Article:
What exactly does “exempt” mean?

Being exempt means you can be required to work whatever hours your employer requires.
Being exempt means you can be required to work whatever hours your employer requires.

This is a fairly consistent question from employers today so I decided to rerun this post. There is an update at the end, however.

The Fair Labor Standards Act tells us we have two types of employees, non-exempt and exempt. Unfortunately these terms are not very explanatory and people often get them confused. Let me see if I can explain.

Exempt from what?

Basically according to the FLSA the term “exempt” me “you don’t have to pay’ and what you don’t have to pay is overtime. Overtime is a payment of wages that compensate people for working more than 40 hours in a workweek. When you say someone is “non-exempt” that means you MUST pay them overtime whenever they work more than that 40 hours. In some states overtime has to be paid for work of more than 8 hours in a day. So non-exempt means “not exempt from being paid overtime.”

Conversely “exempt” means that particular employee is exempt from being paid overtime, in other words you do NOT have to pay them anymore even when they work more than 40 hours in a week. But of course it is not that simple. To be considered an exempt employee they also have to meet the following requirements:

  • They have to be paid a minimum salary of $455 per week (though this is about to change)
  • They must be paid that salary for ANY hours worked in that week and this is regardless of the quantity and quality of the work performed
  • They cannot have any deductions taken out with exceptions (See The Seven Reasons You Can Dock an Exempt Employee)
  • They have to meet certain requirements in the job as required for each category of exemption. (See FLSA Exemptions are about DUTIES not Titles)

Basically the trade-off for employees and employers is that as an employee you are getting a guaranteed amount of pay on a regular basis and as an employer I can require an employee to work any amount of time I need to have worked.

That trade-off often raises questions from both sides of the equation. Employees generally ask “Can they make me work more than 40 hours without paying me for it?” The answer is yes, regardless of how your workweek is defined. The employer is guaranteeing your salary will not drop below a minimum and that is the trade-off.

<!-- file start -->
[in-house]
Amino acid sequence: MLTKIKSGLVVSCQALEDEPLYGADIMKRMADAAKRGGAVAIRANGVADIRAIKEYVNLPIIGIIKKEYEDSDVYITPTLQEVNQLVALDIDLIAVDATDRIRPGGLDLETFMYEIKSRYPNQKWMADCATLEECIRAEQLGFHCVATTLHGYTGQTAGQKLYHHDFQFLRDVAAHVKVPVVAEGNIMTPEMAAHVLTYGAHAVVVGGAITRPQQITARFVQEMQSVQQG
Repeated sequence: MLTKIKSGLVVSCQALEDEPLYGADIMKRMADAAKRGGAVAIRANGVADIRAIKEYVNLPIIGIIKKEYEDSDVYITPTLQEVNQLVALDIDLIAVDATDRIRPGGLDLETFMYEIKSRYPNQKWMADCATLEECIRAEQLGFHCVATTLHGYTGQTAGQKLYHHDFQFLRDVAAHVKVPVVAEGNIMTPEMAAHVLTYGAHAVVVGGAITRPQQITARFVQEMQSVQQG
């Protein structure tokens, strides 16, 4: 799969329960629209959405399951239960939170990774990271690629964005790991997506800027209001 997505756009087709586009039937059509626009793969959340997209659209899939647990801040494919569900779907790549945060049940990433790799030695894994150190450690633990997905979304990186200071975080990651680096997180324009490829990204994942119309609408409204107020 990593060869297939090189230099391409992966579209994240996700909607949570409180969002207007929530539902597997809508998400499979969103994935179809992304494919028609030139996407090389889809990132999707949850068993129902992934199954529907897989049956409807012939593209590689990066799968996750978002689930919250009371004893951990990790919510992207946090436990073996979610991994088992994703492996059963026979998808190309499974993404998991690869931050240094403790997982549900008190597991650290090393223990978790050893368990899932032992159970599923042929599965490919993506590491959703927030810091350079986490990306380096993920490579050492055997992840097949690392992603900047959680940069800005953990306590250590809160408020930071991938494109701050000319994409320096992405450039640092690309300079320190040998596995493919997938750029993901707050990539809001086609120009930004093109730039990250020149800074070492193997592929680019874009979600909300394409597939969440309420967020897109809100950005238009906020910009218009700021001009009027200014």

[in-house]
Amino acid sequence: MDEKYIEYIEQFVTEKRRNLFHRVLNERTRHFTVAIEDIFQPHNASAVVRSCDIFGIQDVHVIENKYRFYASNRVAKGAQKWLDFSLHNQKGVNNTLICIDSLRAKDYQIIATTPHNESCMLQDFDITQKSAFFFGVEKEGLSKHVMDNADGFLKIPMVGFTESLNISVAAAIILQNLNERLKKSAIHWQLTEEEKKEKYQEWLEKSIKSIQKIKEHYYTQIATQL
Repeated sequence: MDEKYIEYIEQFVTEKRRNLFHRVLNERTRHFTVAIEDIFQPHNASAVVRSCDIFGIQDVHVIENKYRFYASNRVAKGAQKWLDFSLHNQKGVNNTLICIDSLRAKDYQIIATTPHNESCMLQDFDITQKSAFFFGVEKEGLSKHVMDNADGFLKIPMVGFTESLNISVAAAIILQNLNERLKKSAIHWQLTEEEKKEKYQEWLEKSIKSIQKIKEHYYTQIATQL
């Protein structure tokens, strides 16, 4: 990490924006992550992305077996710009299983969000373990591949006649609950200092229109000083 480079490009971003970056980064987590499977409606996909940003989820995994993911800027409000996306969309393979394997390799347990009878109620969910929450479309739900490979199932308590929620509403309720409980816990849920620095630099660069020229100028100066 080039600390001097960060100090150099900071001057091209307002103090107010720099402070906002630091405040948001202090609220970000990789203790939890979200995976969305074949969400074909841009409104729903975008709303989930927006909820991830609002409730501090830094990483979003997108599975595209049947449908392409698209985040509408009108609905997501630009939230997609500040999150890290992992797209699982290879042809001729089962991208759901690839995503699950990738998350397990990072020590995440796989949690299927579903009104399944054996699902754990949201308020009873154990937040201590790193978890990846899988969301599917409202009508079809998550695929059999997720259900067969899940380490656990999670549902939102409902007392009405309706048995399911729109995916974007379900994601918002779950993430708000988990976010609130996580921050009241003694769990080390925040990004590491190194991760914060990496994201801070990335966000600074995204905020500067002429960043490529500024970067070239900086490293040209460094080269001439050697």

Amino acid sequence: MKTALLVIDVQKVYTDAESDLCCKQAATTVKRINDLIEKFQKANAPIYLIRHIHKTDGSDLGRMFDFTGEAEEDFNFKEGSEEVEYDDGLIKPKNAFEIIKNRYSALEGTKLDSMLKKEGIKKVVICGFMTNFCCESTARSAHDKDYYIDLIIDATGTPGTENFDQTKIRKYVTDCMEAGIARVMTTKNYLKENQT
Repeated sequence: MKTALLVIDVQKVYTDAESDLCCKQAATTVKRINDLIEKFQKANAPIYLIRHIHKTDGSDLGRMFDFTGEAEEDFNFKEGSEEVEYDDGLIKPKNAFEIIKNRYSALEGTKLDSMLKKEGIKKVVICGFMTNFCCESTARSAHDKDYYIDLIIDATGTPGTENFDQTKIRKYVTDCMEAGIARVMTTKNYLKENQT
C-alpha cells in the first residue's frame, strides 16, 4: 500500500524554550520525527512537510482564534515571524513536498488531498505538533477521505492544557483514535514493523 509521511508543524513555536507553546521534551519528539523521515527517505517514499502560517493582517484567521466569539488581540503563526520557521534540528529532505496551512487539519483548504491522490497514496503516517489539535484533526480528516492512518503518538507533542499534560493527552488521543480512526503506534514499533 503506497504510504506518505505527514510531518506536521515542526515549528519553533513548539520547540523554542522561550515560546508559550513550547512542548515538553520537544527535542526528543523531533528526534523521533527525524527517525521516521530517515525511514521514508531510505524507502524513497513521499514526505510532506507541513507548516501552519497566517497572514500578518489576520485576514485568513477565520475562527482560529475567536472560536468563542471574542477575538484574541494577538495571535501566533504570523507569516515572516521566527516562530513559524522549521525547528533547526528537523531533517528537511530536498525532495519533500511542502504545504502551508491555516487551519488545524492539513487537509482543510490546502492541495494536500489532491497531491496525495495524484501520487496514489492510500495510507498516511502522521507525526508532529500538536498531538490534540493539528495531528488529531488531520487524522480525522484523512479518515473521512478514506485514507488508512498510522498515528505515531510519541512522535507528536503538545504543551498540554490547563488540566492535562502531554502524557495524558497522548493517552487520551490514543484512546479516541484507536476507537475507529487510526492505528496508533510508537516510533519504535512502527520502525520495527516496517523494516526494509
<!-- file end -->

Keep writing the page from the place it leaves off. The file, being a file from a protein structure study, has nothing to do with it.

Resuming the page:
Can we pay exempt employees overtime?

A frequent question I get from employers is “We have been working people hard and we want to pay them extra. Can we or does that ruin their exemption?” The answer to that is “yes you can” and “no it doesn’t!” You not only can pay exempt employees more you probably should. You can do it by paying a bonus, commission or even overtime, be it straight time or even time and half. As the law says:

the exemption is not lost if an exempt employee who is guaranteed at least $455 each week paid on a salary basis also receives additional compensation based on hours worked for work beyond the normal workweek. Such additional compensation may be paid on any basis (e.g., flat sum, bonus payment, straight-time hourly amount, time and one-half or any other basis), and may include paid time off.” 29 CFR 541.604

What makes an exempt employee non-exempt from a pay standpoint is reducing the salary amount below $455 through improper deductions thus removing the guarantee.

Coming changes

This is the way the FLSA exists today as of March 11, 2015. The USDOL is working on a revision of the law that will alter salary levels and the duties requirements, so stay tuned to be informed of those changes. You can read more at  The USDOL is getting ready to disrupt your workplace!

Update as of August 2019:

The USDOL is still in the process of updating the definition of what it means to be exempt by raising the salary level to $679 per week (equivalent to $35,308 per year). Above this salary level, eligibility for overtime varies based on job duties. This proposed level is due to take effect in January 2020.

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